Something that stood out to me in the Hedemann interview was how well he articulates the civil-disobedient-protester point of view on tax resistance (see ♇ for my system of categorizing varieties of tax resisters).
Here are some of his comments about the Peace Tax Fund:
I think it would be better if such a Fund existed, but I wouldn’t participate
in it, because… part of the reason why I refuse to pay is I want to be an
irritant to the government. I want to make a protest that can’t be ignored.
And I think that the government would use such a Fund, if it were to be
formed, to shuttle away people who are noisy and people who are protesters
and people who agitate. And I refuse to do that: I want to do a protest that
the government has to pay attention to.
And here he responds to a question about tax resisters who suffer from
I think that’s the risk you take. But, to me, part of the issue is that the
protest is as important as how much money is resisted. And I think that there
are people who are war tax resisters that do have their salaries seized, but
they continue to protest despite that because the point of refusing to
pay — from my point of view — is protesting.
Hedemann was also interviewed for today’s
Here’s a quote on a similar theme from that interview:
Q: Do you report all this to the
Hedemann: Oh yes; absolutely. I mean, that’s one
of the reasons I do this, is — not just for the sake of purity, because I
don’t want to have my money sullied by war and military — but to make a
statement, to make a point. I want the
know. So I file my taxes, I include a letter explaining exactly what I’m
doing and how much I owe and am not paying the
that I’m giving the money away to other organizations — sometimes I even
mention the other organizations, like the New York
Times has a “Neediest Fund” [that] gives money to people who are poor,
down-and-out, homeless — so I say “okay, I’m giving $1,000 to the
New York Times ‘Neediest Fund’ — $1,000 of my tax
dollars, instead of to the
this other fund.” And I tell them directly what I’m doing.
April 15th has long been the date for war tax
resisters to have their “fifteen minutes of fame” in the papers. Here are some
examples from years gone by:
Washington — The Internal Revenue Service will,
if necessary, seize cash and property owned by opponents of the war in Viet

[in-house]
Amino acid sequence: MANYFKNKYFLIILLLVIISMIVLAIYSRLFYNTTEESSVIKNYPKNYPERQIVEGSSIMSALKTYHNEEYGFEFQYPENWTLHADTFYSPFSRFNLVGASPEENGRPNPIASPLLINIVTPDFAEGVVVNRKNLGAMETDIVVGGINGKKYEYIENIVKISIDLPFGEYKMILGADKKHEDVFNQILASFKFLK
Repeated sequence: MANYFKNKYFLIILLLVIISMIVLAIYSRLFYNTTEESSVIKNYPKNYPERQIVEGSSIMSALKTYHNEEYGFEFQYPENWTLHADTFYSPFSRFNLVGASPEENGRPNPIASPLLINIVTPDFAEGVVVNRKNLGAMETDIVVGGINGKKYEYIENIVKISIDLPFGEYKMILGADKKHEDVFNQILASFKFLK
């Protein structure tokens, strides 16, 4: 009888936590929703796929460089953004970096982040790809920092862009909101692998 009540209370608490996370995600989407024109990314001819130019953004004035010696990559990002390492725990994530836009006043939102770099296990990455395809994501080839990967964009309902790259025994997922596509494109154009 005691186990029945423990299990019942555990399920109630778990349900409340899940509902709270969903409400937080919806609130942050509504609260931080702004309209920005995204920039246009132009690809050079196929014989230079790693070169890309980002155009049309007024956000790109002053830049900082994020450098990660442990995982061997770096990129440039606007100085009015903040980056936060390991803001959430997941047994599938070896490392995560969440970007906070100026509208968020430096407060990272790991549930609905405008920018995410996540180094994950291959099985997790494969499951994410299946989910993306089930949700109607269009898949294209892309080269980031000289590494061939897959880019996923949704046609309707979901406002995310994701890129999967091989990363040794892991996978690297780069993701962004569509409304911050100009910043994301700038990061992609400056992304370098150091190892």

Nam who are recusing to pay their income taxes, Commissioner Sheldon S. Cohen
The service will take this action “in fairness to the many millions of
taxpayers who do fulfill their obligations,” he said in a statement in
response to an advertisement urging non-payment of taxes in
’s Washington Post.
The government has been upheld in court on all occasions when individuals
have refused to pay taxes because of disapproval with the uses to which their
money was being put, revenue officials said.
One noted precedent was the case of Milton Mayer, the Quaker author, who in
attempted unsuccessfully to refuse to pay
one-half of his income tax, on the ground that the money was being used for
purposes that violated his pacifist beliefs. The case was made on
constitutional grounds under the First Amendment, which guarantees freedom of
religion, but Mayer lost both in the District Court in the Northern District
of California and in the Ninth Circuit Court of Appeals.
Justice Department officials could not remember a similar case that has
reached the Supreme Court.
A group of Amish farmers in Pennsylvania lost a somewhat similar suit
recently in the District Court for the Eastern District of Pennsylvania when
they attempted to refuse to pay Social Security taxes. Their property was
seized in payment of the tax.
procedure in cases where taxpayers file returns but do not pay the tax that
is due is to send a notice as soon as the non-payment is discovered. If the
return is filed on or near the April 15 deadline, this could be as long as a
month, although it is usually less than that, revenue officials said.
The initial notice gives the [illegible] make his payment or make arrangements
a later payment. The latter is permitted to cases of [unusual?] financial
If there is no response to the 10-day notice, the
generally sends a second notice. After another 10 days or so has elapsed, the
service then moves to seize the assets of the delinquent. Under law, it may
do this without specific authorization from any court.